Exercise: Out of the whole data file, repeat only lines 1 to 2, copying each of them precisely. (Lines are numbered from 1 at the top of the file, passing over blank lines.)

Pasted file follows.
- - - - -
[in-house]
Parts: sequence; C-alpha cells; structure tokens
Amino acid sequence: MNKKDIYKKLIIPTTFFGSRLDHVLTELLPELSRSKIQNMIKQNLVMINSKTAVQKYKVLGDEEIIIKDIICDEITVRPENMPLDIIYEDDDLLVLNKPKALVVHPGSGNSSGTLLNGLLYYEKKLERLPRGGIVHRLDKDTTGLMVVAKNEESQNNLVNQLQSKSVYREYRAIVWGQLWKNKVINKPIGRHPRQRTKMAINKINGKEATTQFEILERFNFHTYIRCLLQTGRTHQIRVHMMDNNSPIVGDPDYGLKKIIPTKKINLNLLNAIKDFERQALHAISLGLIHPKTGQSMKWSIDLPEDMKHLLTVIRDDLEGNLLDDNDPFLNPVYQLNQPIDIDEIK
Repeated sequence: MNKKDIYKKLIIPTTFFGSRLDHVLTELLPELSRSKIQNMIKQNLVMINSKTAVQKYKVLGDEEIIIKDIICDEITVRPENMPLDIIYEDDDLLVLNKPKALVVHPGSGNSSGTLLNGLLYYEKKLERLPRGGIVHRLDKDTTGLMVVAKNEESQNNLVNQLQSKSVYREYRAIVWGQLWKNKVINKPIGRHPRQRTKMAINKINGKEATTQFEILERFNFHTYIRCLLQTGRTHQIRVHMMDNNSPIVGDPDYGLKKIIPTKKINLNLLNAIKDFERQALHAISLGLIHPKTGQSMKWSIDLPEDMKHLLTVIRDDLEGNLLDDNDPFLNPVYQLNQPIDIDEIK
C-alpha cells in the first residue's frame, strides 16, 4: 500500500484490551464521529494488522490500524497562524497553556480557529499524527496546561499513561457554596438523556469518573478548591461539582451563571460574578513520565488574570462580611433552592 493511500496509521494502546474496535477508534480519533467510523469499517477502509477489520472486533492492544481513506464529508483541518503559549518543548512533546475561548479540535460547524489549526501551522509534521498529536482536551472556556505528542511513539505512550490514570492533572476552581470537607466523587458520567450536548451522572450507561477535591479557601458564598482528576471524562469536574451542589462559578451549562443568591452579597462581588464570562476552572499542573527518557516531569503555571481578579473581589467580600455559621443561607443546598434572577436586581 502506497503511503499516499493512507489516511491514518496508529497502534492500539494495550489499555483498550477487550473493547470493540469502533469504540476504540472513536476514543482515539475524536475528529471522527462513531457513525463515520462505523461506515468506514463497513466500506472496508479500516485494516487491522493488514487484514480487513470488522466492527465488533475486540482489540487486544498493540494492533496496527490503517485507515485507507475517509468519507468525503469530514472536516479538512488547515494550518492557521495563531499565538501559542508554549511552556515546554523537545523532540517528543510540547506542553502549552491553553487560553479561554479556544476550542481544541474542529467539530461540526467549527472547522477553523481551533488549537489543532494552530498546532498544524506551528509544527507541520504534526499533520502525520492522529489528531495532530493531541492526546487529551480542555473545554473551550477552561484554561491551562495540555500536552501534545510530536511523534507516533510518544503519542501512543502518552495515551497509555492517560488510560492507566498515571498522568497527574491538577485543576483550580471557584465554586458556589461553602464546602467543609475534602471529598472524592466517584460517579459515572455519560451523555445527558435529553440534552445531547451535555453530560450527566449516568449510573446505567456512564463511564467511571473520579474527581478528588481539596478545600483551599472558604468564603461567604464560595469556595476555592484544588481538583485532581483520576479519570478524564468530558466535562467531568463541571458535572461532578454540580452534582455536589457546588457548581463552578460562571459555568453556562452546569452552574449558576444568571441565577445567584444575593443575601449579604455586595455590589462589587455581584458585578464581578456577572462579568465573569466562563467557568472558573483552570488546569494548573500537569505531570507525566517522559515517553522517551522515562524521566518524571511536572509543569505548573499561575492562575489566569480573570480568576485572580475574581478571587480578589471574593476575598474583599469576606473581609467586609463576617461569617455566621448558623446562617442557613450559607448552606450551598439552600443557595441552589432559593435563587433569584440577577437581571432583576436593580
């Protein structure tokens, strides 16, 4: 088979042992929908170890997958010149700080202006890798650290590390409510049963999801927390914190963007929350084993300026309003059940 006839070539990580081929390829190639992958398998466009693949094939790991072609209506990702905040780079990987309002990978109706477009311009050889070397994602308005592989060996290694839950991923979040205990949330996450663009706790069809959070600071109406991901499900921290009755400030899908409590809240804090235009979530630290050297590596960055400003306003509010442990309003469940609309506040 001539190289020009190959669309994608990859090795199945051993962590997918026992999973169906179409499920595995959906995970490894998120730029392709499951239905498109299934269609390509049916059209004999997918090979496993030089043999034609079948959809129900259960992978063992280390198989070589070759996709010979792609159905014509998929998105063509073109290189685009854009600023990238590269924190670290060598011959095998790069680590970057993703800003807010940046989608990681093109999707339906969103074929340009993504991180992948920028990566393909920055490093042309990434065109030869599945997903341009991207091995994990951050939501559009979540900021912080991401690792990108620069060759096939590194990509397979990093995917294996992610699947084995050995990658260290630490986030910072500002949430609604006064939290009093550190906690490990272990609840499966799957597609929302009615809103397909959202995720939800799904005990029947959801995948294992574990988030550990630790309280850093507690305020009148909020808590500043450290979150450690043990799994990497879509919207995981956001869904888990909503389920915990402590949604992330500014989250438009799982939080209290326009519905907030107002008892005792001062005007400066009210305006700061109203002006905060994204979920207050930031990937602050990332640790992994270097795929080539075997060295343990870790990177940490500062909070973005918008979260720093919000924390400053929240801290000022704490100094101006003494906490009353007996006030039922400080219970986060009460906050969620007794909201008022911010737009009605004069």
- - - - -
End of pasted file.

[in-house]
Parts: sequence; C-alpha cells; structure tokens